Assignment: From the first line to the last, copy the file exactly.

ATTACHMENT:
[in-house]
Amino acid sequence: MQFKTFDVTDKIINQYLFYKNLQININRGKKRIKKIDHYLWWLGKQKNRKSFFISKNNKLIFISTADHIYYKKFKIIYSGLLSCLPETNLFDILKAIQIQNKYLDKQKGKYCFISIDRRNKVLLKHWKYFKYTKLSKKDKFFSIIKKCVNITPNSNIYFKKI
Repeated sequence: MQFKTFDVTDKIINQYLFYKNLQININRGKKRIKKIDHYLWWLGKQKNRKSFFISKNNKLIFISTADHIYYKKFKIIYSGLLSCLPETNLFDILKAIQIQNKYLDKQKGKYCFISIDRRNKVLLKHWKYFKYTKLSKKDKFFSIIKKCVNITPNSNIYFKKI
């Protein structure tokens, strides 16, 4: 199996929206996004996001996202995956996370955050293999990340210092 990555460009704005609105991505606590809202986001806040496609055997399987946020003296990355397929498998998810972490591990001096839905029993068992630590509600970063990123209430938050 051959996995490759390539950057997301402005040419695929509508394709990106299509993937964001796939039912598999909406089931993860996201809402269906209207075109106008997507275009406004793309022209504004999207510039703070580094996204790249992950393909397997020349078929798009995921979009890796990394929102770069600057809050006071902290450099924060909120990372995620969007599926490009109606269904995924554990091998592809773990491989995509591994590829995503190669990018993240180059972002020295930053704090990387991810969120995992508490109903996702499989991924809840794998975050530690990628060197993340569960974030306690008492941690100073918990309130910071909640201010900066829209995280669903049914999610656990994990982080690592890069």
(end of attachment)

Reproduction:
[in-house]
Amino acid sequence: MQFKTFDVTDKIINQYLFYKNLQININRGKKRIKKIDHYLWWLGKQKNRKSFFISKNNKLIFISTADHIYYKKFKIIYSGLLSCLPETNLFDILKAIQIQNKYLDKQKGKYCFISIDRRNKVLLKHWKYFKYTKLSKKDKFFSIIKKCVNITPNSNIYFKKI
Repeated sequence: MQFKTFDVTDKIINQYLFYKNLQININRGKKRIKKIDHYLWWLGKQKNRKSFFISKNNKLIFISTADHIYYKKFKIIYSGLLSCLPETNLFDILKAIQIQNKYLDKQKGKYCFISIDRRNKVLLKHWKYFKYTKLSKKDKFFSIIKKCVNITPNSNIYFKKI
């Protein structure tokens, strides 16, 4: 199996929206996004996001996202995956996370955050293999990340210092 990555460009704005609105991505606590809202986001806040496609055997399987946020003296990355397929498998998810972490591990001096839905029993068992630590509600970063990123209430938050 051959996995490759390539950057997301402005040419695929509508394709990106299509993937964001796939039912598999909406089931993860996201809402269906209207075109106008997507275009406004793309022209504004999207510039703070580094996204790249992950393909397997020349078929798009995921979009890796990394929102770069600057809050006071902290450099924060909120990372995620969007599926490009109606269904995924554990091998592809773990491989995509591994590829995503190669990018993240180059972002020295930053704090990387991810969120995992508490109903996702499989991924809840794998975050530690990628060197993340569960974030306690008492941690100073918990309130910071909640201010900066829209995280669903049914999610656990994990982080690592890069």